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"Innate Contours: James Surls Drawings Glassell School of Art"
1999-09-09 until 1999-11-28
Museum of Fine Art, Glassell School of Art
Houston, TX, USA United States of America

Innate Contours consists of twenty-seven drawings, created from 1976 to 1994, and one 800-pound sculpture, Man Doing War. The 14-foot oak sculpture, finished in 1984, was included in the 1985 Biennial Exhibition at the Whitney Museum of American Art in New York. It was selected for this exhibition to show the relationship between the artists drawings and his three-dimensional work. A drawing also titled Man Doing War, dated January 1984, is part of the exhibition. The sculpture will be suspended from the dome in the school, creating a dramatic focal point for the exhibition.

Without question, James Surls is one of Texass most acclaimed artists of the late twentieth century, said Valerie Loupe Olsen, curator of the exhibition and associate director of Glassell School of Art. This retrospective look at Surlss drawings is certainly fitting as we approach the millennium and art historians, museum curators, and critics re-examine American art and its impact over the last century.

Surlss stream-of-consciousness drawings are done in graphite and, occasionally, ink. At first glance, they appear simplistic, even childlike. But on closer viewing, the complexities in the imagery are apparent. Surls is a master of interweaving lines every so slightly, changing pressure on the pencil to achieve tonal qualities ranging from pale gray to rich black. He creates with a sure hand, allowing the lines to flow, rarely making corrections or erasures.

Im more in tune with my drawings than I am with my sculpture because drawing is like a poem to me, Surls said in a 1985 interview. Its closest to the bone, and as close as youre going to get to an idea.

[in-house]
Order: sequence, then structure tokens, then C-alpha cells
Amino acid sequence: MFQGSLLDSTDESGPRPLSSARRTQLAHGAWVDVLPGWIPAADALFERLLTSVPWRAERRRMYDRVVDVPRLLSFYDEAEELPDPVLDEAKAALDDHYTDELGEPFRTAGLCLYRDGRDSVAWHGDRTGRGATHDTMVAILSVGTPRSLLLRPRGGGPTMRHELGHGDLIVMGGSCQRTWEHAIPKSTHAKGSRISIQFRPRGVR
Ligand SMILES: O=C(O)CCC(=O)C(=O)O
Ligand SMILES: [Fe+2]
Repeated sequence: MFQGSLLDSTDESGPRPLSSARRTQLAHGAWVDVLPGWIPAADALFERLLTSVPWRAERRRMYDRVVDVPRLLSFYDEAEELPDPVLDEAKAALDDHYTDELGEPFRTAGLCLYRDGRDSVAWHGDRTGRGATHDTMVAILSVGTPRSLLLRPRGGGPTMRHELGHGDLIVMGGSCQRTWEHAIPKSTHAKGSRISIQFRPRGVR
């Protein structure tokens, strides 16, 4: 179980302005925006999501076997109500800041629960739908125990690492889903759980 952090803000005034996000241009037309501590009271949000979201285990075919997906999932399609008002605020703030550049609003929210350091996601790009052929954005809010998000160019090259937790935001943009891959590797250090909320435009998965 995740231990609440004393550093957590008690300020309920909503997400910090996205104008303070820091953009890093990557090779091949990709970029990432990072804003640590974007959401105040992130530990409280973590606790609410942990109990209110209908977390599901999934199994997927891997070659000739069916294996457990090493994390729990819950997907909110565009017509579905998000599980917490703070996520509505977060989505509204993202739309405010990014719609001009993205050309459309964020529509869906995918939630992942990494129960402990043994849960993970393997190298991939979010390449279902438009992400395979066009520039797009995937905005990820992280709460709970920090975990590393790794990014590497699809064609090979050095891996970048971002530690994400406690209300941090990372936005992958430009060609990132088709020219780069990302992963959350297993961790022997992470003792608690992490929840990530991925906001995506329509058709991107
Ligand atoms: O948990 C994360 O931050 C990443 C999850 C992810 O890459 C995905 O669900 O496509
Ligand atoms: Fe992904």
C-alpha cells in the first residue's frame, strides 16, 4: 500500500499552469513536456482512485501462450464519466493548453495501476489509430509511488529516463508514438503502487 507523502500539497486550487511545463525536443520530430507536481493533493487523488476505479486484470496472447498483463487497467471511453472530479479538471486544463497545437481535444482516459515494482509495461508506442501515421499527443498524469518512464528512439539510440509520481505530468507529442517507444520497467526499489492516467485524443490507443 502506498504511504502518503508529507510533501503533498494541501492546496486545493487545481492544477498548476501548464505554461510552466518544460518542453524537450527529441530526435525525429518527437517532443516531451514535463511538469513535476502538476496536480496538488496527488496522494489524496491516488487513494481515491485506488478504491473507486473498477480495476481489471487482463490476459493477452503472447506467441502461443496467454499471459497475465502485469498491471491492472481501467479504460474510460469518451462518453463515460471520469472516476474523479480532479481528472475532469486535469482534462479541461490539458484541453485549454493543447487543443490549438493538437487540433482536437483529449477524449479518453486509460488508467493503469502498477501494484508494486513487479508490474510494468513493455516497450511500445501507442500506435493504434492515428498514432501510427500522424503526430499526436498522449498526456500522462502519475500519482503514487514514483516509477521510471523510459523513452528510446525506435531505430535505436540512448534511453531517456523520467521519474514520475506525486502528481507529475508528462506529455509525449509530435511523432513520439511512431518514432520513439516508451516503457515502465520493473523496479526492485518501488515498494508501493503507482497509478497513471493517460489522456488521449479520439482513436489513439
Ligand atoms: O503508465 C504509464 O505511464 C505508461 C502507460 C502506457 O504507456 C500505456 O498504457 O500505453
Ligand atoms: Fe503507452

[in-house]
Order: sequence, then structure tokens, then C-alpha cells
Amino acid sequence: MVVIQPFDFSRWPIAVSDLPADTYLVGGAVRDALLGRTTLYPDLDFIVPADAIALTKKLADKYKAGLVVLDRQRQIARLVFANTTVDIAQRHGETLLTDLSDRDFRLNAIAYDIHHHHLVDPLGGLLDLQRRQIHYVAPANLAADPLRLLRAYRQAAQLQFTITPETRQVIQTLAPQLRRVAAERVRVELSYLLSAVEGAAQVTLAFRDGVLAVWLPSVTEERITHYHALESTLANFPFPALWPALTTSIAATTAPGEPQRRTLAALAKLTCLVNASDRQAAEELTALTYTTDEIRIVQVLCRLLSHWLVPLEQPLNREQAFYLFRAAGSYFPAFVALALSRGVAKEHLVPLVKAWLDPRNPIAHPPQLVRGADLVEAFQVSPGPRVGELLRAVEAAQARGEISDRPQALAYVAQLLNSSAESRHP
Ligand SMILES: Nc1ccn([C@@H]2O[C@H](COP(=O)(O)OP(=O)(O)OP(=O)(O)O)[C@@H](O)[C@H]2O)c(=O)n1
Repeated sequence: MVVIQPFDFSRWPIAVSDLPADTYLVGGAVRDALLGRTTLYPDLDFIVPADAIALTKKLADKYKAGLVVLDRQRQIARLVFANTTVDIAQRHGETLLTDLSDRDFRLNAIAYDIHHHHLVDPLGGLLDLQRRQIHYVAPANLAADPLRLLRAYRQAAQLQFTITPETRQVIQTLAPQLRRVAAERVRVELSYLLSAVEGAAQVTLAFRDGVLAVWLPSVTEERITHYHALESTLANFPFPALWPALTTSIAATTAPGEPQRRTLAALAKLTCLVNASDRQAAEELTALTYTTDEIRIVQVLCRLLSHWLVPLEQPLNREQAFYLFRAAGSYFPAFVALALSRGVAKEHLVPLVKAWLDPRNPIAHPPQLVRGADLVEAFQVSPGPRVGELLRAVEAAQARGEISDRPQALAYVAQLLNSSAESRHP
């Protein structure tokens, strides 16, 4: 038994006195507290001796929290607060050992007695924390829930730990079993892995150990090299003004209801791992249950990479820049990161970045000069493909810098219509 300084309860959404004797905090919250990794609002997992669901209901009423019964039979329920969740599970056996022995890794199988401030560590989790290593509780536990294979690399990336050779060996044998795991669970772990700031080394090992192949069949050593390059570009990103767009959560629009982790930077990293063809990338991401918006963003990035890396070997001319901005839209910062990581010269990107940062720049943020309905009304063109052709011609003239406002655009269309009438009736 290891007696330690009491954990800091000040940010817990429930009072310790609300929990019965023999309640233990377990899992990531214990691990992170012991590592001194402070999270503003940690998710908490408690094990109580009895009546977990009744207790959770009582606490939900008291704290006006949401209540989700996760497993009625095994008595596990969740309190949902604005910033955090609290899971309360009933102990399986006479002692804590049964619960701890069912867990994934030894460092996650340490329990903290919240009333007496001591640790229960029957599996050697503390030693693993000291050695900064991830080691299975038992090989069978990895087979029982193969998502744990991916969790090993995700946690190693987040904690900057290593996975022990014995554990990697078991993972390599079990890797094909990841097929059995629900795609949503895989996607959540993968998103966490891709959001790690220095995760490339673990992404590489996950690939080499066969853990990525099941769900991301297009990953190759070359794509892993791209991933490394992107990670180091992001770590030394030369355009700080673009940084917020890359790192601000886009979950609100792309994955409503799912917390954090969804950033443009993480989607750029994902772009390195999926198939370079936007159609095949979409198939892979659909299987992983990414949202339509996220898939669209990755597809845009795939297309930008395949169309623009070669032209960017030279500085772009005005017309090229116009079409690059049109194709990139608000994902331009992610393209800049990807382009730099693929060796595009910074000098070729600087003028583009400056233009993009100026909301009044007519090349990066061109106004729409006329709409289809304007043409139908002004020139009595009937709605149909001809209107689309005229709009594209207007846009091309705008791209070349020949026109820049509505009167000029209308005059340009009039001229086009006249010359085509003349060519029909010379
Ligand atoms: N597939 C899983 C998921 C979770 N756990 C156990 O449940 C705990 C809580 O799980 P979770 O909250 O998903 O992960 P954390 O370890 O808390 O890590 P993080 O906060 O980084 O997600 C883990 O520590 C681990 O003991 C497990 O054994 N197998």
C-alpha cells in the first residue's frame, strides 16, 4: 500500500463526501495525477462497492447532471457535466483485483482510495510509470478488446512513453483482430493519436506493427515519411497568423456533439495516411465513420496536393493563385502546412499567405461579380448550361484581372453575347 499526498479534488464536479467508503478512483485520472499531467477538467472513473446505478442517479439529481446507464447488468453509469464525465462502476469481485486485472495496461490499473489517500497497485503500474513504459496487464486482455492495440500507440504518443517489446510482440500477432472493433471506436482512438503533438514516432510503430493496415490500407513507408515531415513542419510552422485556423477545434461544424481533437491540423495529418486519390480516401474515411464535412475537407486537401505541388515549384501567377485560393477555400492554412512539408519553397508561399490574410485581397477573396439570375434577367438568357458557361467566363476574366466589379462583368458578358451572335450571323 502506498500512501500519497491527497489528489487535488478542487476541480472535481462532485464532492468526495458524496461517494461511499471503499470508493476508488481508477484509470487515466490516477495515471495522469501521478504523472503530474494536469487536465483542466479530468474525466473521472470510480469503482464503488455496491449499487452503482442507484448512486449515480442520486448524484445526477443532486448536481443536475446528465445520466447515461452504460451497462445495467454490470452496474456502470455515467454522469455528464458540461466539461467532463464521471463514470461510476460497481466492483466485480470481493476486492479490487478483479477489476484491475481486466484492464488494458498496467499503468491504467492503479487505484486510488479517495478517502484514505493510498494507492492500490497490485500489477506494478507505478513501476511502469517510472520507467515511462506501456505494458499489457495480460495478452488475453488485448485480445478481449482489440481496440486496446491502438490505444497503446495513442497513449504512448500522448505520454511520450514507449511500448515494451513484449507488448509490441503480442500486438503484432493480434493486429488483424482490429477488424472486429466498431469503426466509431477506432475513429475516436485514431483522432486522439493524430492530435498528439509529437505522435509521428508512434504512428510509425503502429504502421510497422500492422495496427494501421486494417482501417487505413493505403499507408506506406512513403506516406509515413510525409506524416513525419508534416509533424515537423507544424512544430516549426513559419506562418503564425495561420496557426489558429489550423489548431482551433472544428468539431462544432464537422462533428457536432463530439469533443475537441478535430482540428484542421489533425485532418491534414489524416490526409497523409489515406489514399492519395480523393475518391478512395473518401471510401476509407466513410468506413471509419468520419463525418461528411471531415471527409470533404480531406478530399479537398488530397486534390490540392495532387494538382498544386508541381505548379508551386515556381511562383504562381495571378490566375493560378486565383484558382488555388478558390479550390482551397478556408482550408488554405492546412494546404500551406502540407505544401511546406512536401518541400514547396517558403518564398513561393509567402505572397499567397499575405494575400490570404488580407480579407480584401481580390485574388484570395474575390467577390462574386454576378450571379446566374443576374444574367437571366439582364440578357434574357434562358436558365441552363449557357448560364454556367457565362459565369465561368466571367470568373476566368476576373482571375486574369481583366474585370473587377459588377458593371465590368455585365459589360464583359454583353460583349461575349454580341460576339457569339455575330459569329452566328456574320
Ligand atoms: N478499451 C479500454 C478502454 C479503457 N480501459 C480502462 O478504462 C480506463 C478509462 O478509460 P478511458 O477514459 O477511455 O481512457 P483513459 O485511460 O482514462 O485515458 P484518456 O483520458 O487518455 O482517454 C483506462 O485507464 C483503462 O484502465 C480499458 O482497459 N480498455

Words scrawled on the drawings, sometimes in rhyme, serve as titles and further enhance the storytelling element that is central to Surlss work. He believes works of art should tell a story; the stories in his drawings spring from his personal experiences. The drawings show family life, times of great happiness, momentous events, emotional upset, anger, fear, love, and even hate.

Man Doing War also tells a story, one of stress and conflict. The form has a butcher knife stuck through its head. The surface is knobby and rough. In a 1988 interview, Surls offered this description: Hes got one sick eye and one thats clear; his feet are backwards; he reeks of self-inflicted pain. Hes the patriarchal system at its worst.

The element of monumentality is important in Surlss work, especially in his sculptures. While his drawings range from tiny to mural in size, the smallest of these exhibit the qualities of the monumental. On Being Taken Back aCross the Bridge (49 1/4 by 85 inches) is a significant piece, illustrating extreme depth of space and imagery on a grand scale.

Included in the exhibition is one drawing from the MFAHs permanent collection: At the Round Earths Imagind Corners. The triptych was created by Surls and poet Cynthia MacDonald for One + One, a 1988 exhibition at Glassell. The shows curator, Janet Landay, now at MFAH, asked artists and writers to collaborate on pieces for the exhibition.

Five other works by Surls are in the MFAHs permanent collection. They include a sculpture, I am Building with the Axe, the Knife, and the Needles Eye; a drawing; a woodcut; and two linoleum cuts.

Other museums that own Surlss work are: the Museum of Modern Art, the Solomon R. Guggenheim Museum, and the Whitney Museum of American Art in New York; National Gallery of Art in Washington, D.C.; Los Angeles County Museum of Art; San Francisco Museum of Modern Art; and Stedelijk Museum, Amsterdam.

Surls has been recognized throughout his career with significant awards. He received a National Endowment for the Arts Fellowship in 1979. The Art League of Houston named him 1991 Texas Artist of the Year. In 1993, he was the first recipient of the Living Legend Award, presented by the Dallas Visual Arts Center.

The artist lived on a wooded acreage about 45 miles north of Houston until 1998 when he moved his family and his studio to Basalt, Colorado, a town near Aspen. On his acreage, he used felled trees to create his large-scale sculptures. In recent years, he has focused on metal sculptures.

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